A Washington state man accused of killing a young Vancouver Island couple back in 1987 has been found guilty.
U.S. media outlets are reporting William Earl Talbott II has been convicted of two counts of first-degree murder. The jury had begun deliberating Tuesday afternoon, the Daily Herald reported.
Twenty-year-old Jay Cook and 18-year-old Tanya Van Cuylenborg had been travelling from Saanich, B.C., to Seattle, Wash., when they disappeared. Their bodies were later found in rural areas in Washington, but Talbott wasn’t immediately arrested. It would take 30 years and new crime scene DNA testing through a genealogy site to find their killer.
Prosecutors say on Nov. 18, 1987, Van Cuylenborg and her boyfriend Cook drove a van from their hometown of Saanich, near Victoria, to Seattle for an overnight trip.
When they didn’t return, their families began a frantic search for them, including renting a plane to try to spot the copper-coloured Ford van they had been driving.
About a week later, Van Cuylenborg’s body was found down an embankment in rural Skagit County, north of Seattle. She was naked from the waist down and had been shot in the back of the head.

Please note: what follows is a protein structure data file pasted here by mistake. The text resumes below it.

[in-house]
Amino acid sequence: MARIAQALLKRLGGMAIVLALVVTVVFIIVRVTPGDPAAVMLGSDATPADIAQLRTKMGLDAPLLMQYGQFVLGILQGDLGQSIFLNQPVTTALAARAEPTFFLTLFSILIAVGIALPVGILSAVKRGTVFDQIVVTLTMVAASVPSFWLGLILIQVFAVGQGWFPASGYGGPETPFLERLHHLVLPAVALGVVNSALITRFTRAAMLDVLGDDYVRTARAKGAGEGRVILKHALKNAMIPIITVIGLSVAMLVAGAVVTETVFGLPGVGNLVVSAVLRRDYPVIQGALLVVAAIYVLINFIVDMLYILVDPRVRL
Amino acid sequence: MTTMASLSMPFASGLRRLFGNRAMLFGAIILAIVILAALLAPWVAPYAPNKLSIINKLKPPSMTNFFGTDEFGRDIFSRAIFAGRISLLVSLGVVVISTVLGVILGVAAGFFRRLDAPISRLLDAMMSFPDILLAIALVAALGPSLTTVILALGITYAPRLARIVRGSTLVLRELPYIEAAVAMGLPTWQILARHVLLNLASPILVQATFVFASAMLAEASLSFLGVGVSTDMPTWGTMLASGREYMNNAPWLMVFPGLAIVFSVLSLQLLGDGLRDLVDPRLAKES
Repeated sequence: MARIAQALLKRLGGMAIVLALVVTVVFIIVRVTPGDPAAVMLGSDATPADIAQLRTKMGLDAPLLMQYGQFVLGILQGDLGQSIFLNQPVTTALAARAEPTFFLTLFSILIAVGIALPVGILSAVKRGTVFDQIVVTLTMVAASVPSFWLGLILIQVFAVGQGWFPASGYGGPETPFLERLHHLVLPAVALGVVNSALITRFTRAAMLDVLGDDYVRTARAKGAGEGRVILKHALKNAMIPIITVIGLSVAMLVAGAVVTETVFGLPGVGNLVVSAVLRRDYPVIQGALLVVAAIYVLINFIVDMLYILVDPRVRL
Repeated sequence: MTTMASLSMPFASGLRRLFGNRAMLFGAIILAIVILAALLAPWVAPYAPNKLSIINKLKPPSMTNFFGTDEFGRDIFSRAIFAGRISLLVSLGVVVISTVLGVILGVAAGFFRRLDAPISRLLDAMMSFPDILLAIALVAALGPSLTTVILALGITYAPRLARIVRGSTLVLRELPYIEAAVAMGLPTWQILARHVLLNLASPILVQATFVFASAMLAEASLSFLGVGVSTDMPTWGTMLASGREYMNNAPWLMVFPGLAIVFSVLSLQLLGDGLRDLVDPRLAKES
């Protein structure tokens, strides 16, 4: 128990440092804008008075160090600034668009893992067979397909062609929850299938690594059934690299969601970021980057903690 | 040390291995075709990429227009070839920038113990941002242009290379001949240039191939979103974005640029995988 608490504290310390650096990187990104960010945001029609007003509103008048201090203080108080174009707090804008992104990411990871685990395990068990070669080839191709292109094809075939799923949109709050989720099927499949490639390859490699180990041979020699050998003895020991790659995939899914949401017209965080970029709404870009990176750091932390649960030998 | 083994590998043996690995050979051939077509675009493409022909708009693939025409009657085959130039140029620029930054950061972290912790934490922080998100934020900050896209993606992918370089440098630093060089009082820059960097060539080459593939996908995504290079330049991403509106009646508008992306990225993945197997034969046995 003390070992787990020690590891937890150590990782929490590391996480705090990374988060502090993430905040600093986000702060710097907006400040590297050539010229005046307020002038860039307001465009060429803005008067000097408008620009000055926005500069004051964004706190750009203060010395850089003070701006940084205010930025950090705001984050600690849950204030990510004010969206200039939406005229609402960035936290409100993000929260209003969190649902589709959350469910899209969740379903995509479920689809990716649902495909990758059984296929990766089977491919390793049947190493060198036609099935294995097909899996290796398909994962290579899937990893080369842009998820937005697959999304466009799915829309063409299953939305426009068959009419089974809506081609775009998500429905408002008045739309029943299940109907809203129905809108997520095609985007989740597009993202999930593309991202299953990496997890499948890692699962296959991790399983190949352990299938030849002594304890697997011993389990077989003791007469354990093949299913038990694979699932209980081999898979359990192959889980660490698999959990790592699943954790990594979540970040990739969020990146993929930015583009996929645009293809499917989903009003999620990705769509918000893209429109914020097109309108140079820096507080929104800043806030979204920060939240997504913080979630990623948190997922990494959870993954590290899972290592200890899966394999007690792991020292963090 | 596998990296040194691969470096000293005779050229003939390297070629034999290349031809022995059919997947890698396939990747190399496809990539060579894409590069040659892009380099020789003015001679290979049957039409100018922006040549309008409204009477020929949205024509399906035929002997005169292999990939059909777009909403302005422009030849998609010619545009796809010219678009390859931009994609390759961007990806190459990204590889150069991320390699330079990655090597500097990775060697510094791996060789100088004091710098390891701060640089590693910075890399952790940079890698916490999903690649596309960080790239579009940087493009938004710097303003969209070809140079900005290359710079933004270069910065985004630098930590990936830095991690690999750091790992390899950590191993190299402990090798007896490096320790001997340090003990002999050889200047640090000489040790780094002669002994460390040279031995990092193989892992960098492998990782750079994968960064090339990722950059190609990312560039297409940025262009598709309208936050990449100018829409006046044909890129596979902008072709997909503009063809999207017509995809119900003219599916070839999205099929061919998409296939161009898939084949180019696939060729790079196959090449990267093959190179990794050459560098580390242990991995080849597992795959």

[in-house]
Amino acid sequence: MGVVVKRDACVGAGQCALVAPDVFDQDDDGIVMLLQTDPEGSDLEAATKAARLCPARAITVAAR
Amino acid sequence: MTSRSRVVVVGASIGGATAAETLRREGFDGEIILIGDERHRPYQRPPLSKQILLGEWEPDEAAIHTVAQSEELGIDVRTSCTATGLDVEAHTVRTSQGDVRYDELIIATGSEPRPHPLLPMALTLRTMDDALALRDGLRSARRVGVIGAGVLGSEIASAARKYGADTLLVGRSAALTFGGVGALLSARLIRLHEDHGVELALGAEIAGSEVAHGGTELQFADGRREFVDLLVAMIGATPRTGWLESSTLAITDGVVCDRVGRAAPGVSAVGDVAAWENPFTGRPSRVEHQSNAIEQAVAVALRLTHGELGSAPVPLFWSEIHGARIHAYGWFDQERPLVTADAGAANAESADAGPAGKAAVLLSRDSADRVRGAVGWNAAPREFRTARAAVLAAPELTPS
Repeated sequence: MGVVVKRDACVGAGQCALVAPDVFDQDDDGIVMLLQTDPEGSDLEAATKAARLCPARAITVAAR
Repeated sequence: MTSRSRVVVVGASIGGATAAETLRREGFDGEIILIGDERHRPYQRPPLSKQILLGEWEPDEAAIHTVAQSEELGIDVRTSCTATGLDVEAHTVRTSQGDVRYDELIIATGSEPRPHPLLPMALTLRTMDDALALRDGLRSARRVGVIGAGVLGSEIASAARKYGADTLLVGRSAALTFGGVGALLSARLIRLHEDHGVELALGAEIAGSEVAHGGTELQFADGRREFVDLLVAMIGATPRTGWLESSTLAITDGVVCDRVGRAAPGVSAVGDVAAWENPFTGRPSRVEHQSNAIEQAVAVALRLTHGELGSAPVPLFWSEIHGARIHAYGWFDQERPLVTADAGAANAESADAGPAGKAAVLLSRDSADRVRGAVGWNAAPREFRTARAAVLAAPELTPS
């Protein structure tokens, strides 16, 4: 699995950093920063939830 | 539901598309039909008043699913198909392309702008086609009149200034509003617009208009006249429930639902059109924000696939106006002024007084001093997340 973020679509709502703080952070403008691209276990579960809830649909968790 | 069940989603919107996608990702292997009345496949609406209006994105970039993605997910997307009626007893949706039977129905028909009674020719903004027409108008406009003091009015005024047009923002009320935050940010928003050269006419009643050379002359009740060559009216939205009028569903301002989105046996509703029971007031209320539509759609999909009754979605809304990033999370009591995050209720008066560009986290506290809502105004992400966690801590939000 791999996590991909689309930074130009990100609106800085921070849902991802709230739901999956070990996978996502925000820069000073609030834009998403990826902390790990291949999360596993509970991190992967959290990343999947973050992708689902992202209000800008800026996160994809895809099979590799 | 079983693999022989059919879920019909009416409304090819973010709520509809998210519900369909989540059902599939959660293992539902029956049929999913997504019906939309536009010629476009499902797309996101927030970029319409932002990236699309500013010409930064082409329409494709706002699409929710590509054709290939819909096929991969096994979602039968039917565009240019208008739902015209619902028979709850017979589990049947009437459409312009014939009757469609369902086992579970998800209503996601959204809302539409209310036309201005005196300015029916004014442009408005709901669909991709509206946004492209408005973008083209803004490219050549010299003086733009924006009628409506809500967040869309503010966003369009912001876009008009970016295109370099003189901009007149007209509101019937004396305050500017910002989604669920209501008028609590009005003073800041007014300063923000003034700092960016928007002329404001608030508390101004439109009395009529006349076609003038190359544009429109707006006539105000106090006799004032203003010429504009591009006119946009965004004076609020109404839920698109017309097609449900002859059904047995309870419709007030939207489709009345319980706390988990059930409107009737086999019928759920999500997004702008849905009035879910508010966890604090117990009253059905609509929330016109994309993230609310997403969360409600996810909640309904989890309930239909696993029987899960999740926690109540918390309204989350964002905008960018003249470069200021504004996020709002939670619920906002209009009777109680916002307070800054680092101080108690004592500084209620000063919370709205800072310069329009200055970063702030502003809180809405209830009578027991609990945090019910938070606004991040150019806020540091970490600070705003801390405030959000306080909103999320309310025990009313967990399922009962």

Hunters found Cook dead two days later in brush near a bridge over the Snoqualmie River in Monroe, which is about 95 kilometres from where his girlfriend was discovered. He had been beaten with rocks and strangled with twine and two red dog collars, authorities said.
The couple’s van was found in Bellingham, near a bus station. Van Cuylenborg’s pants were in it; investigators found semen on the hem, and said it matched that on her body.
Detective fought back tears
Snohomish County deputy prosecutor Matt Baldock said in court that their families may never know specifics of what happened. But he argued that the question of who did it was answered.
Sheriff’s detective Jim Scharf fought back tears on the witness stand as he recalled a phone call from Parabon NanoLabs, which uses a new DNA processing method to extract more information from samples.
With the help of a genealogist, the lab had found a man whose genetic profile matched DNA from a crime scene.
“What was that name?” the deputy prosecutor asked.
“William Earl Talbott II,” Scharf told the jury in Snohomish County Superior Court.